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What’s the relation between GDPR and data science?

Data science is an interdisciplinary field where the focus is on extracting information and knowledge from structured or unstructured data. By combining aspects of mathematics, statistics, computer science, behavioural science and visualization, data science generates new insights on data that is collected by companies and other entities. The possibility of discovering patterns or some other useful information can result in an increase of a company’s competitive advantage, increases in efficiency or identification of market opportunities.

Generally, the knowledge produced by data science represents a new type of company asset. This data, however, needs to be collected and protected according to the new EU GDPR.

The data science process includes five steps: (1) defining what matters to the data scientist, (2) collecting the data, (3) exploring the data, (4) modelling the data, (5) communicating and visualizing the result (see more here). It is evident that GDPR rules will introduce the biggest challenge in first, second and fifth step of the data science process, so these are the ones we will cover in this article.

Purpose of data processing activities in data science

The first step of the data science process includes the identification of a goal for the data science process (e.g. a company wants to identify or refine its target audience). In this manner, the purpose of data processing activities is defined. The company should also state what data will be collected and in what form. Data such as key performance indicators, consumer behaviour data or raw data (directly from a computer, e.g. server logs or sensor data) can help a company gain new insights. This raises a challenge from a privacy compliance perspective: GDPR states that if the personal data will be processed, the data subject should be informed about data processing activities and give consent for every data processing activity.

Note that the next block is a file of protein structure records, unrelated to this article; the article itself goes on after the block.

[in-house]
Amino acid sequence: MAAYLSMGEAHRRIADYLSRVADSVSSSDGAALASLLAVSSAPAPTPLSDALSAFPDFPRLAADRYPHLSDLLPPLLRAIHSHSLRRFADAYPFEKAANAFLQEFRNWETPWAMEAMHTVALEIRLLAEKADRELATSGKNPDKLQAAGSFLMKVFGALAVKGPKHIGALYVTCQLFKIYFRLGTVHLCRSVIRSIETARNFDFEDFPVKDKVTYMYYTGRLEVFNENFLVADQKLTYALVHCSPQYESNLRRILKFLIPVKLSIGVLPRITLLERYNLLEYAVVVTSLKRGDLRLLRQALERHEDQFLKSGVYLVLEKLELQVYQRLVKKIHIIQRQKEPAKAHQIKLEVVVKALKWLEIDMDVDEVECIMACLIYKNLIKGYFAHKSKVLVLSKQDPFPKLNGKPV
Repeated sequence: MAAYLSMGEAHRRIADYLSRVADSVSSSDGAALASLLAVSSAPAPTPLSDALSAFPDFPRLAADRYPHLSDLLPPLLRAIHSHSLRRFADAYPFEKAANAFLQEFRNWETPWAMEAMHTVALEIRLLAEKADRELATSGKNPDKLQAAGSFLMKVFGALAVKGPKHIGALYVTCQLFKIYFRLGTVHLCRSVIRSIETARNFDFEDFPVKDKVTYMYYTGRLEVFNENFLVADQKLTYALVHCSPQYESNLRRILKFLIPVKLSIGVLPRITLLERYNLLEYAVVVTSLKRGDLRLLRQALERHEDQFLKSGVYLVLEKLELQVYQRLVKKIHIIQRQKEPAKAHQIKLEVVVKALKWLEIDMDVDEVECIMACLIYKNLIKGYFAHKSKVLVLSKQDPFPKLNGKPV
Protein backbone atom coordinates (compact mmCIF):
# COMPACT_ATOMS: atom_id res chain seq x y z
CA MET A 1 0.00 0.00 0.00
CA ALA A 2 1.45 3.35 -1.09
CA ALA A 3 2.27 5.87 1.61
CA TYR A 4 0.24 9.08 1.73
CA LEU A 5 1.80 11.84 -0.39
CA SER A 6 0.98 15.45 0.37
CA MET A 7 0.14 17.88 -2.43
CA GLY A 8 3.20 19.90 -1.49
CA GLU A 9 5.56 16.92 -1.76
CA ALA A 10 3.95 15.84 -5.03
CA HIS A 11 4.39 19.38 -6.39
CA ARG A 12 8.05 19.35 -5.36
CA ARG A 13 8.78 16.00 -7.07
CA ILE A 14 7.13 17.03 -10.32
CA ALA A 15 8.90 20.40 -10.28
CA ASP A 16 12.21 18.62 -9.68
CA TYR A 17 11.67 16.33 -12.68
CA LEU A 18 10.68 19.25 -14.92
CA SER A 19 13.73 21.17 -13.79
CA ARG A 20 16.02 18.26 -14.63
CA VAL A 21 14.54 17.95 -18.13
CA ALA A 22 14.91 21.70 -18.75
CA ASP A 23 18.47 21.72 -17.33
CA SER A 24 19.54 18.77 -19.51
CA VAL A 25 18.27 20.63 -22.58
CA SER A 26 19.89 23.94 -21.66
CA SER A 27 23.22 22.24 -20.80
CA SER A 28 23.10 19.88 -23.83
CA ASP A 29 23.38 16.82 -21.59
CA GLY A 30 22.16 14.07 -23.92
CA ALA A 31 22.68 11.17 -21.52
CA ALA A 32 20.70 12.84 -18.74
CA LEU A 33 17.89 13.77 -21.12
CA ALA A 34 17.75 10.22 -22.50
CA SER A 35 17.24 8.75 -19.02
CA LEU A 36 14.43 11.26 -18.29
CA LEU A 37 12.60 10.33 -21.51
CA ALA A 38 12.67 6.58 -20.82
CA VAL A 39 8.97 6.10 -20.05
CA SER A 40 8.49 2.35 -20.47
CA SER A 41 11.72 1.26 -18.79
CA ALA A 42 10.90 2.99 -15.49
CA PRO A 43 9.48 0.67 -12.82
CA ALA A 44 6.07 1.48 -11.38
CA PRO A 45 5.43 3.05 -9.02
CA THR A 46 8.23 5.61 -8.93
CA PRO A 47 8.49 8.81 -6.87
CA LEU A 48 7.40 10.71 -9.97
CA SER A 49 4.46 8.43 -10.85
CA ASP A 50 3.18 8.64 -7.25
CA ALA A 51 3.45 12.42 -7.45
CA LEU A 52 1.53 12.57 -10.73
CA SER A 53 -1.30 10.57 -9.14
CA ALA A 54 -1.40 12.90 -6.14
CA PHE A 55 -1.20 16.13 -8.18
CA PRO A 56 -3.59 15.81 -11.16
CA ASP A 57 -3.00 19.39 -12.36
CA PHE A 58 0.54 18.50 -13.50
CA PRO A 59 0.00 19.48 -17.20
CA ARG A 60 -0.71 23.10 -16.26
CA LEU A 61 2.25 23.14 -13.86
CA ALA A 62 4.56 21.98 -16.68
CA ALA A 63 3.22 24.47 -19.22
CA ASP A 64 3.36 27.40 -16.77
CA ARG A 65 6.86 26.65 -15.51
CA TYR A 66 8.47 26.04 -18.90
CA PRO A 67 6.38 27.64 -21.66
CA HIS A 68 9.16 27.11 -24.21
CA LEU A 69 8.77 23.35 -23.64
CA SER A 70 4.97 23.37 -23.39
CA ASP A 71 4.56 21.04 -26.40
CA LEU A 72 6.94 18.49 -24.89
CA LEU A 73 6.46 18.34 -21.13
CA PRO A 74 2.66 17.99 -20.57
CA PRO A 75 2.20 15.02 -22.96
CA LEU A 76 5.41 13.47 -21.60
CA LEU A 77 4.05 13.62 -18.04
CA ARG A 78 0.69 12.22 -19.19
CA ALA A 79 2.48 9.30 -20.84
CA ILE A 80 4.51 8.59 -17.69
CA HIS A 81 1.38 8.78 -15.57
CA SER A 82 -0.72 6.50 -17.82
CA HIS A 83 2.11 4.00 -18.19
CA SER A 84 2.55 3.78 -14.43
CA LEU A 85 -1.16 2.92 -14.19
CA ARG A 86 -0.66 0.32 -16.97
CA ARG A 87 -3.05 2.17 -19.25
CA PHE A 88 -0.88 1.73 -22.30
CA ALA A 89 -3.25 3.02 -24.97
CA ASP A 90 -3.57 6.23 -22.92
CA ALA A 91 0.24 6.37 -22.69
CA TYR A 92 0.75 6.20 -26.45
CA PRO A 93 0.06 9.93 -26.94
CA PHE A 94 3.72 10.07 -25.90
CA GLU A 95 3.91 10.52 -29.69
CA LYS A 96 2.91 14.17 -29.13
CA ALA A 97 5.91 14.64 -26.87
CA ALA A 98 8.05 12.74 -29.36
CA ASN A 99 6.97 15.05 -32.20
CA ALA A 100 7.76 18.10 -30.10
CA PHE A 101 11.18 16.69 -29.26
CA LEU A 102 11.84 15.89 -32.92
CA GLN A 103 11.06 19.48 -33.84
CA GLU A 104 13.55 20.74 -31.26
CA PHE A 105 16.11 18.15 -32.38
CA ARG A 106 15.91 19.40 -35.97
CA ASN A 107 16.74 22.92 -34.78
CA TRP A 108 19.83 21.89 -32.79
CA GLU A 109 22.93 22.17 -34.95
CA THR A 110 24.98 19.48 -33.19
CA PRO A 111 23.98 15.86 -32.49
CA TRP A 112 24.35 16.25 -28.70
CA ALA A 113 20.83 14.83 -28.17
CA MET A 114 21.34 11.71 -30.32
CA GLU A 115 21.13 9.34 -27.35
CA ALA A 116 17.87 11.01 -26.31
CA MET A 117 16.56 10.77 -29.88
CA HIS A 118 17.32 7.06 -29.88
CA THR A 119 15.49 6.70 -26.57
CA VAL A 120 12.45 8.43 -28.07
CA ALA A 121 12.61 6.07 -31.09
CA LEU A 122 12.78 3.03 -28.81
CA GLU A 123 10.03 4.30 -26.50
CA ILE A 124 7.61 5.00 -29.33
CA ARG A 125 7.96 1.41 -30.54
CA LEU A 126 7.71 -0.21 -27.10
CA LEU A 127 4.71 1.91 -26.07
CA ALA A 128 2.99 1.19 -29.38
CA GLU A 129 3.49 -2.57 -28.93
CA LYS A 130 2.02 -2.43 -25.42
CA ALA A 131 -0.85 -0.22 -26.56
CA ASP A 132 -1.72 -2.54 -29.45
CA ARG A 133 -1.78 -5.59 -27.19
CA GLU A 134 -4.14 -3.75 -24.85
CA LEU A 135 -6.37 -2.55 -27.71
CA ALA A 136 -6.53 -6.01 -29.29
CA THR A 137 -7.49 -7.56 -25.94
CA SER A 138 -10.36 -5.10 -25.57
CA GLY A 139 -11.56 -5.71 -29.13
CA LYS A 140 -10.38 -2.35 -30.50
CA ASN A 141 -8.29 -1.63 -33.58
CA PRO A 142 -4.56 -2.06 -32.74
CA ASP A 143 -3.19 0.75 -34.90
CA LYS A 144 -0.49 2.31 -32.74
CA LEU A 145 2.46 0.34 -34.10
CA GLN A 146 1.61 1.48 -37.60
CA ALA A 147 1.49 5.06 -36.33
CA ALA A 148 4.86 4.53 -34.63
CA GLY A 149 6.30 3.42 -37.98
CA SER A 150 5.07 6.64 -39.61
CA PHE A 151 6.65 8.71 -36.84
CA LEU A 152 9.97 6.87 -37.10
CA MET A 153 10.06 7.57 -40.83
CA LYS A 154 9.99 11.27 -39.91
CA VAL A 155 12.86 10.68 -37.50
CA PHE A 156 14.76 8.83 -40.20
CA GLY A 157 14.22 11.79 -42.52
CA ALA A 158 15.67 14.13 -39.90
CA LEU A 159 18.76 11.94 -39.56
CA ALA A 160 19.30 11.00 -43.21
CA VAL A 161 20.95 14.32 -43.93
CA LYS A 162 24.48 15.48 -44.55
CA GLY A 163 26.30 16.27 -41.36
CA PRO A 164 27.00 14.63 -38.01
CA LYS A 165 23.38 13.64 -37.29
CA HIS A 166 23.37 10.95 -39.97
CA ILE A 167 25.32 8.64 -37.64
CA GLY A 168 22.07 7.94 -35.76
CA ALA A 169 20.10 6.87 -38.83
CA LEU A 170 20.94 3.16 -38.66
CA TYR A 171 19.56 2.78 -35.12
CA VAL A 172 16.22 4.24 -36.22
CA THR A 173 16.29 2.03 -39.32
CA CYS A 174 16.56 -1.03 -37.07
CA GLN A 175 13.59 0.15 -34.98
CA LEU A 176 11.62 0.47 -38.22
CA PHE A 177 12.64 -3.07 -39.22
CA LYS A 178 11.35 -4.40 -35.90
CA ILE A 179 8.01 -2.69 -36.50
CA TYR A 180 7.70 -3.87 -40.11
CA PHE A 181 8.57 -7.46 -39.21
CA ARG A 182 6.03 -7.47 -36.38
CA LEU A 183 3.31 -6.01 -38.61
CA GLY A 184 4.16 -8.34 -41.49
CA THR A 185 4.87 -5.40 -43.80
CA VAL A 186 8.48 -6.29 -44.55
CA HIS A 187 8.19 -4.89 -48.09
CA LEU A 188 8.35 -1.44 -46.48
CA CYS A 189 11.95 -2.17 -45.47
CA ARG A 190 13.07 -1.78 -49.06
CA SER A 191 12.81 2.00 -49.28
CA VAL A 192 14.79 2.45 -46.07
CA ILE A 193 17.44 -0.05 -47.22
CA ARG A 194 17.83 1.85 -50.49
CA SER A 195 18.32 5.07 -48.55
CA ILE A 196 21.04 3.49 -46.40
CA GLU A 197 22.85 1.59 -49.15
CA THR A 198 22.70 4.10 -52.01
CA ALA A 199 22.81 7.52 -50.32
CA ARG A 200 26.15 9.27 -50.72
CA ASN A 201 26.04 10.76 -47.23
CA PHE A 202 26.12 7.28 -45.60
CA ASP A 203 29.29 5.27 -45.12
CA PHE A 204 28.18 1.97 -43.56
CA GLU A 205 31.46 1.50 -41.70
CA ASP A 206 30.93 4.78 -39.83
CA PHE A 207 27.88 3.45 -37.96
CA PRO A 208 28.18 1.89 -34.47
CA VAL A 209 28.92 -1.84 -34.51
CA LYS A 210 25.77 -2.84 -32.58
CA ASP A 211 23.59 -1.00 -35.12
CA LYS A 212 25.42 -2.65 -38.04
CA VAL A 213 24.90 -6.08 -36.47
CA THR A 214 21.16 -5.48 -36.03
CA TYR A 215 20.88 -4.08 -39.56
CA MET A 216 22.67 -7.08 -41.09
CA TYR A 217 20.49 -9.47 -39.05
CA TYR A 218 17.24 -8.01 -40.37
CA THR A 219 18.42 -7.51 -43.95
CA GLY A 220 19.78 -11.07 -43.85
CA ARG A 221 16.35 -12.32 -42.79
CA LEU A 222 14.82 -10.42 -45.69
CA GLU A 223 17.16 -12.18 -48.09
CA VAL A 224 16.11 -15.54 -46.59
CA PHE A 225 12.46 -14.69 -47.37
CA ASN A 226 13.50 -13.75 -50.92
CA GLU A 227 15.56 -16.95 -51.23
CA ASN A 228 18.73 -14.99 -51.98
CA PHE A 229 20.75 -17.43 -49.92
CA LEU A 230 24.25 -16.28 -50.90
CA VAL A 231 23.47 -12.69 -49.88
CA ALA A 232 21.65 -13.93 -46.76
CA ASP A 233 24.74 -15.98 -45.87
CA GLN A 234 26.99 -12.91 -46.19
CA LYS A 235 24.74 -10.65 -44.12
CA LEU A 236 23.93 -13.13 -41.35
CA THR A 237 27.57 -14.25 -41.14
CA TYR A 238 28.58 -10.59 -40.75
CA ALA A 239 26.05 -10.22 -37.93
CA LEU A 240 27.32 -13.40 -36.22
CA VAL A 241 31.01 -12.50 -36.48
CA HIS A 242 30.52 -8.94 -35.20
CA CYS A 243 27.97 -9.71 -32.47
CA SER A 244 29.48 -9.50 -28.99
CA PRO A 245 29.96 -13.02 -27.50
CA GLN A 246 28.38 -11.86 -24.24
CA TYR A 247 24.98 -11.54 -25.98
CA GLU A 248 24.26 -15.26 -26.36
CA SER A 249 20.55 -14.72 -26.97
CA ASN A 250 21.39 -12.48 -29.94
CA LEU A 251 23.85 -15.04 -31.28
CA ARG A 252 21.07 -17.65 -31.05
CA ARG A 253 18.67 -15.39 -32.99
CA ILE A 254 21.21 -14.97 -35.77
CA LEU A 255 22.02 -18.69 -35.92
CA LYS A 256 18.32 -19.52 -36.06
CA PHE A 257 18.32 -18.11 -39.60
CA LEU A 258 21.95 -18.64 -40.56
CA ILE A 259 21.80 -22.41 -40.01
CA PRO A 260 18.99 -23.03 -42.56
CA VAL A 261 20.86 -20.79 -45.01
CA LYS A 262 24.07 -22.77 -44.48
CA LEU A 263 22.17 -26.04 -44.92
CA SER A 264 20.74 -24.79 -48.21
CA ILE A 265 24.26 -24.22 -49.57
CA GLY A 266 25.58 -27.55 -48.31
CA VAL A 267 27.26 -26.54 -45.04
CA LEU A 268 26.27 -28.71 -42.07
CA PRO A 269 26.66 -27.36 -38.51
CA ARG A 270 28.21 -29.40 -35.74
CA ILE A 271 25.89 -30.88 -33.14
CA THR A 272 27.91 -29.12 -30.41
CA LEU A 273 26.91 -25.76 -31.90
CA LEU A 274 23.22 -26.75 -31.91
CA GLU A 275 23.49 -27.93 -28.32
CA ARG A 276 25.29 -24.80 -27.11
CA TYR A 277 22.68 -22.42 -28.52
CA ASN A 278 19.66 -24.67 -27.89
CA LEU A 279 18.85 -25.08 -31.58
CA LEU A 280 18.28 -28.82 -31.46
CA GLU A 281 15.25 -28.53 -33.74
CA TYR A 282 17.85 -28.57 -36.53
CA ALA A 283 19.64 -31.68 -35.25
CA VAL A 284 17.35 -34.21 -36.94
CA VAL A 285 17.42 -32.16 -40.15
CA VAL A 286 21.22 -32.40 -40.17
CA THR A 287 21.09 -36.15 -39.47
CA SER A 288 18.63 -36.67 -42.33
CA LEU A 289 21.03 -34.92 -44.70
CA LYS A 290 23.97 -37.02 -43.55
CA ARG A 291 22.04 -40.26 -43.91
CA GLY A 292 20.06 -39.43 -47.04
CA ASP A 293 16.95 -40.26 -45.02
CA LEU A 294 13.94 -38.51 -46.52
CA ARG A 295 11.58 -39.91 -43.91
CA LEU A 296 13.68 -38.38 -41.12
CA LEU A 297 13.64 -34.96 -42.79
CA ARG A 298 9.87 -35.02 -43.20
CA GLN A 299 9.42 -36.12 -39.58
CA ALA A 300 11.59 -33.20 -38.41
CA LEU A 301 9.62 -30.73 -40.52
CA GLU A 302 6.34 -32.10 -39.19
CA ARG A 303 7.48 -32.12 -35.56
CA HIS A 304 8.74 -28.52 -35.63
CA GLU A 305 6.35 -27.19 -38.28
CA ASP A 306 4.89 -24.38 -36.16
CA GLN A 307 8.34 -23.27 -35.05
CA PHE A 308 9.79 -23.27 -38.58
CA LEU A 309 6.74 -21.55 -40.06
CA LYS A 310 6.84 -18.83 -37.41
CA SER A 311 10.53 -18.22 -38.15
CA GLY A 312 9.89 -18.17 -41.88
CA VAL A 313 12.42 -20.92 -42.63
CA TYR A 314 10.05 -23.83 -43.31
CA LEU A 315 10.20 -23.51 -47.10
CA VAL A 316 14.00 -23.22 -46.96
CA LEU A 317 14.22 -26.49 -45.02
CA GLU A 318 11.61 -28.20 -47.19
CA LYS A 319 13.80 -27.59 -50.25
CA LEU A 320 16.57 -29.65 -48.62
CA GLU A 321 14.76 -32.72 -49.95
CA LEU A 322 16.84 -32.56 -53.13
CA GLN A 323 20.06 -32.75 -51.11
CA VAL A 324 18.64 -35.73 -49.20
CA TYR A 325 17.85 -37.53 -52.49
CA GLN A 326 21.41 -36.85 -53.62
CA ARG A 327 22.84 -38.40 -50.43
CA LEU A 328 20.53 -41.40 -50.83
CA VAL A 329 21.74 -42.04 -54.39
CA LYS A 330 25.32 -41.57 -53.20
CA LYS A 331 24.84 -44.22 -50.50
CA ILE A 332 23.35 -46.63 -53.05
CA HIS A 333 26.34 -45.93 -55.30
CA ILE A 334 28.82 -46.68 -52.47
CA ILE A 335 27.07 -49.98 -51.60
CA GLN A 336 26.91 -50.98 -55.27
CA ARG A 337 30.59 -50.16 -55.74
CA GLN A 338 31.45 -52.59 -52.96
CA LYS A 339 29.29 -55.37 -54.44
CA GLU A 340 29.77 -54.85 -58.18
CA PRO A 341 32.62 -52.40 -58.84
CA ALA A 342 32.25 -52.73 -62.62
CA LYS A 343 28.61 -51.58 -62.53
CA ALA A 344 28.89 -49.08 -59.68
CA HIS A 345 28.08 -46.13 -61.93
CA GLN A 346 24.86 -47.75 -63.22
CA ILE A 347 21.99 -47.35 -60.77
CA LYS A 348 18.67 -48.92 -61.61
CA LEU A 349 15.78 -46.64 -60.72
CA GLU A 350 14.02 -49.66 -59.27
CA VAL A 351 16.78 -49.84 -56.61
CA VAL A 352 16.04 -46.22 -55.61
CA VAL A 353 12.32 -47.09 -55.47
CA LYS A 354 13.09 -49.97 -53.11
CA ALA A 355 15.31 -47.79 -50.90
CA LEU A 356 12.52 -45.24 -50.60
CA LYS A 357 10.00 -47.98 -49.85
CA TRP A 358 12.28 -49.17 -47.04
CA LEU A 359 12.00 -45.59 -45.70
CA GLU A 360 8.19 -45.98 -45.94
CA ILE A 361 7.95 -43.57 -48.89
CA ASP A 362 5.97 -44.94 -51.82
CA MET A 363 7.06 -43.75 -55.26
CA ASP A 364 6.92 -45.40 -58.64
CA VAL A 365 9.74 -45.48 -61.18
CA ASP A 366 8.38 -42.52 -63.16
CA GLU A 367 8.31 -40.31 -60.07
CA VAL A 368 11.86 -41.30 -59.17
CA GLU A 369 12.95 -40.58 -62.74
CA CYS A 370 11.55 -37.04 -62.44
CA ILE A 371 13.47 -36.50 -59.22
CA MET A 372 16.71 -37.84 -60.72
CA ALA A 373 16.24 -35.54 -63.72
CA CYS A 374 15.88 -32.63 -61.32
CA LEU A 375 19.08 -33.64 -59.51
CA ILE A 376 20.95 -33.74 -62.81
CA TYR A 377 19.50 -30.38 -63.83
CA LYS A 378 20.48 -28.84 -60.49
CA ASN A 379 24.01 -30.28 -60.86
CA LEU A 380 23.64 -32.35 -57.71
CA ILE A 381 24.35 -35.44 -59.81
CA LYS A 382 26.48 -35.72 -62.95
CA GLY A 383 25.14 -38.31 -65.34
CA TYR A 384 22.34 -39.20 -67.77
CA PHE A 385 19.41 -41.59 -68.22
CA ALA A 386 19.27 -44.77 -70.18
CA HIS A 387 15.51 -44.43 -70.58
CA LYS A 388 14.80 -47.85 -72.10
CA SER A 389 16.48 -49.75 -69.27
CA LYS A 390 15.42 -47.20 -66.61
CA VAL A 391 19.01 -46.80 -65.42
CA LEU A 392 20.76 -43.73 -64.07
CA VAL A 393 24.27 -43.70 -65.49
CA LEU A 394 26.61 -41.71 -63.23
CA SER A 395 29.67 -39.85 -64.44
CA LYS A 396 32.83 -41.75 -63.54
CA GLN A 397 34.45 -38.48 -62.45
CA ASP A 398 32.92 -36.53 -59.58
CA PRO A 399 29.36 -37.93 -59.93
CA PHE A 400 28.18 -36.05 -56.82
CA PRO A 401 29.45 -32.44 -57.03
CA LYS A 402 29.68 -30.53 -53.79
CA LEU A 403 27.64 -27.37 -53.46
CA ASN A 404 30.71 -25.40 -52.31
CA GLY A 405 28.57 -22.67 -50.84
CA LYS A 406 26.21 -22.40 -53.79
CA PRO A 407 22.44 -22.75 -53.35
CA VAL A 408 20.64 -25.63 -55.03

The right to be informed. Data science techniques can help draw conclusions or make profiles based on various data like individual location and offline/online shopping behaviour. In some cases, individuals are voluntarily giving away their data/personal data, but in most of cases they are observed without knowing it. The GDPR emphasizes that individuals have the right to be informed, prior the data collection, about how their data is to be used and, most importantly, why it is being collected. This requirement can be accomplished in communication with individuals (in face-to-face or online communication) or by preparing the procedure where items like the purpose of collection, categories of personal data, or contact of controller are presented. It is also very important to define what new information about the individual the company expects to create in the data science process.

Consent. To comply with the GDPR principles data scientists should identify what personal data will be collected, in which manner and for what purpose. They should then inform the data subject and ask for consent. The request for consent must be given in an intelligible and easily accessible form, with the purpose for data processing attached to that consent. It should also be presented in manner which is clearly distinguishable from the other matters, using clear and plain language, and must list all the applications of the collected data. When taking in account the main goal of any data scientist, this will introduce a huge change. Creating new applications for existing data will not be possible without consent. For possible exceptions, see the article Is Consent needed? Six Legal Basis to Process Data According to GDPR.

What's the relation between GDPR and data science? - Advisera

GDPR principles for collecting activities in data science